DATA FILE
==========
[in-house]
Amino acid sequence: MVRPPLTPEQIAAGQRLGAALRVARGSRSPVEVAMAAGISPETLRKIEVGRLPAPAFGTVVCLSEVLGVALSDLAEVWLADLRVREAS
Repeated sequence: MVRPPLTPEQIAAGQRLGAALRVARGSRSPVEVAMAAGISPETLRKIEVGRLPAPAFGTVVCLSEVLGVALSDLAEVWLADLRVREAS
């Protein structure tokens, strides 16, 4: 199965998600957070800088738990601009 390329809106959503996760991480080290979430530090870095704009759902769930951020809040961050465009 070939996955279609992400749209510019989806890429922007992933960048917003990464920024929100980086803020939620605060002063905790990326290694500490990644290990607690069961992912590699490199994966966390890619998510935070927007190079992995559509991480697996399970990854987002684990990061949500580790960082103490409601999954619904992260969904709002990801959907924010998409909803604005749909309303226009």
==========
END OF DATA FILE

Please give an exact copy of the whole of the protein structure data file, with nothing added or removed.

[in-house]
Amino acid sequence: MVRPPLTPEQIAAGQRLGAALRVARGSRSPVEVAMAAGISPETLRKIEVGRLPAPAFGTVVCLSEVLGVALSDLAEVWLADLRVREAS
Repeated sequence: MVRPPLTPEQIAAGQRLGAALRVARGSRSPVEVAMAAGISPETLRKIEVGRLPAPAFGTVVCLSEVLGVALSDLAEVWLADLRVREAS
């Protein structure tokens, strides 16, 4: 199965998600957070800088738990601009 390329809106959503996760991480080290979430530090870095704009759902769930951020809040961050465009 070939996955279609992400749209510019989806890429922007992933960048917003990464920024929100980086803020939620605060002063905790990326290694500490990644290990607690069961992912590699490199994966966390890619998510935070927007190079992995559509991480697996399970990854987002684990990061949500580790960082103490409601999954619904992260969904709002990801959907924010998409909803604005749909309303226009």